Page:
I mentioned in yesterday’s post that there came a point of reckoning for me at age 19 that I didn’t know the truth of my own heart. Jesus — God — clearly cared about the heart, but then I saw lots of people in the Bible who thought they knew God and were close to God but clearly didn’t know God at all.
What kept them from God, I learned through getting to know Jesus, was their lack of awareness of the truth of their hearts.
So I had to spend time learning my own heart. And then I had to learn how to bring that truth of my heart into relationship with God.
How did that happen?
Truthfully, it’s been an ongoing process. The heart is cavernous, and its layers unfurl and unfurl over a lifetime. This is why our relationship with God is able to keep on growing — because we keep on growing and discovering new truths inside our hearts that we can bring into relationship with God.
But over the next few days, I’m going to write a few posts here that speak to some of the things I learned in those earliest of days about getting to know my heart. I’ll also share some of the ways I continue to get in touch with the truth of my heart before God today. I’m calling this short series “Learning Your Heart.”
So, where is one place to start learning the truth of your heart?
I’d say one place to begin is to acknowledge those subtle intimations. You know the ones I’m talking about. It’s those thoughts that flit through your mind on occasion that unsettle you, those things you push away pretty quickly because you think they don’t make sense or would disrupt the status quo of your life, those thoughts and hopes and feelings that seem out of the question to you or those you know.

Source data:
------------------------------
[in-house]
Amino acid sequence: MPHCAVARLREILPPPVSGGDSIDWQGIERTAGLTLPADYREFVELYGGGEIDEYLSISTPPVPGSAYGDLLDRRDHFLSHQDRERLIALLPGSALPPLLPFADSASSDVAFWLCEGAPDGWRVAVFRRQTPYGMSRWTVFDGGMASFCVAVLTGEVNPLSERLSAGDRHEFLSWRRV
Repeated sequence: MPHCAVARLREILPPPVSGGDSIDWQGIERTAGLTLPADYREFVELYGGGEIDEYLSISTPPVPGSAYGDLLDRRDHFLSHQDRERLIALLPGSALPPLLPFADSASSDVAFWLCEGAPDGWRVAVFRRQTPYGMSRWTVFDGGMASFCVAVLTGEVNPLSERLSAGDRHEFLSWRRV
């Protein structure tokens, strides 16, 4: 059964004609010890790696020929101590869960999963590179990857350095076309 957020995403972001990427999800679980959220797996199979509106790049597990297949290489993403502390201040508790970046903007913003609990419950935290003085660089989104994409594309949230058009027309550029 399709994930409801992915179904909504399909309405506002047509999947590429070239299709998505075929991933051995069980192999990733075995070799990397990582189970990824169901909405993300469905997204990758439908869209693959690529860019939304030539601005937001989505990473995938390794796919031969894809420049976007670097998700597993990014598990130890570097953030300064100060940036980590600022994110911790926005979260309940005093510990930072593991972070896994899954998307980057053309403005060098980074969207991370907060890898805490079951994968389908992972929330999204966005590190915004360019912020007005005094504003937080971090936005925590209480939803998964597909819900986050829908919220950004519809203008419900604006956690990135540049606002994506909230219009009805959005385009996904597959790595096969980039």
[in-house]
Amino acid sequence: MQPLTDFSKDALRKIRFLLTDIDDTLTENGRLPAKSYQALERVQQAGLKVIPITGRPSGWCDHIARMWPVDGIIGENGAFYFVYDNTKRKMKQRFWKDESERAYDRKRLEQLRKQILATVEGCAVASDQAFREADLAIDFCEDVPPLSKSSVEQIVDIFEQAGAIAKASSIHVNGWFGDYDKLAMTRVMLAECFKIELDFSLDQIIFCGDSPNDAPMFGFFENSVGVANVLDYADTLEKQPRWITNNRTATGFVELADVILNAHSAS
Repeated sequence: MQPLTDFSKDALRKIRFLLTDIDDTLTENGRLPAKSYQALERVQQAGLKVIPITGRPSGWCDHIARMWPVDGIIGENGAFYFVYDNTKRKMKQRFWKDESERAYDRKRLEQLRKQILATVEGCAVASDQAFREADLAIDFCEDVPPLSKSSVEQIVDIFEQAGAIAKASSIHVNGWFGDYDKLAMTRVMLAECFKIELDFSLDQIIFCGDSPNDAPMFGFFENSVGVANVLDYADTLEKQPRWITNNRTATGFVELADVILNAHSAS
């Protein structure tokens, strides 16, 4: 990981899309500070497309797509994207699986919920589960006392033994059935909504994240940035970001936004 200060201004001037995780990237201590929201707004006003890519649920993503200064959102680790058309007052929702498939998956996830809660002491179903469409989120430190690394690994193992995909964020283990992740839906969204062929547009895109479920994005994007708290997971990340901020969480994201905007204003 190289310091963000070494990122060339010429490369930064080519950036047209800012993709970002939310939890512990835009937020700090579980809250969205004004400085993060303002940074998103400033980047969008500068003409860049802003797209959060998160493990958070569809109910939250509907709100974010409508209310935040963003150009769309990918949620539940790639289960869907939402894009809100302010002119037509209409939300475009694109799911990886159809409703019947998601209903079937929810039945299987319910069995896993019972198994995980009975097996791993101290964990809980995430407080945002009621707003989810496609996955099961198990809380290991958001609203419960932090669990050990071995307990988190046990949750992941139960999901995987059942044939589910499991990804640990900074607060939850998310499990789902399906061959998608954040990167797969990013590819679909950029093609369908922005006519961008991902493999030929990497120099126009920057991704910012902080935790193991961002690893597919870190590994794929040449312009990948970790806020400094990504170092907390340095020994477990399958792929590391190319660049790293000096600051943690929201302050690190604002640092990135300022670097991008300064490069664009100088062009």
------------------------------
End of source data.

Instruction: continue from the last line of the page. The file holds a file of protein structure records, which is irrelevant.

I’ve shared before that, for me, one of those subtle intimations was my inability to really get what grace was about. I grew up in the church and sang all the songs, read all the scriptures, and could spit out, verbatim, what it meant to be a Christian. It meant believing we were saved by grace and depended on Jesus to give us access to God.
But there was a nagging thought that visited while singing worship songs and reading verses in the Bible and talking about this faith: What is grace, really? And do I really need it? I want to honor God with my life, and God knows that. Truthfully, I do a pretty good job with my life. Since God knows my intention to honor and please him, why do I really need grace?
These are unsettling thoughts for a Christian, to say the least.
But I didn’t understand it. And learning my heart meant acknowledging that truth.
Here’s the good news. God wants a relationship with the real people we actually are. That’s why learning the truth of our hearts is so critical — knowing the truth of our hearts is what brings us into authentic relationship with God.
So one place we can start is by acknowledging those subtle intimations that we have.
What subtle intimations do you have? What thoughts or hopes or struggles or feelings stumble into your awareness at times, only to get pushed away? What if you stopped and really acknowledged their existence?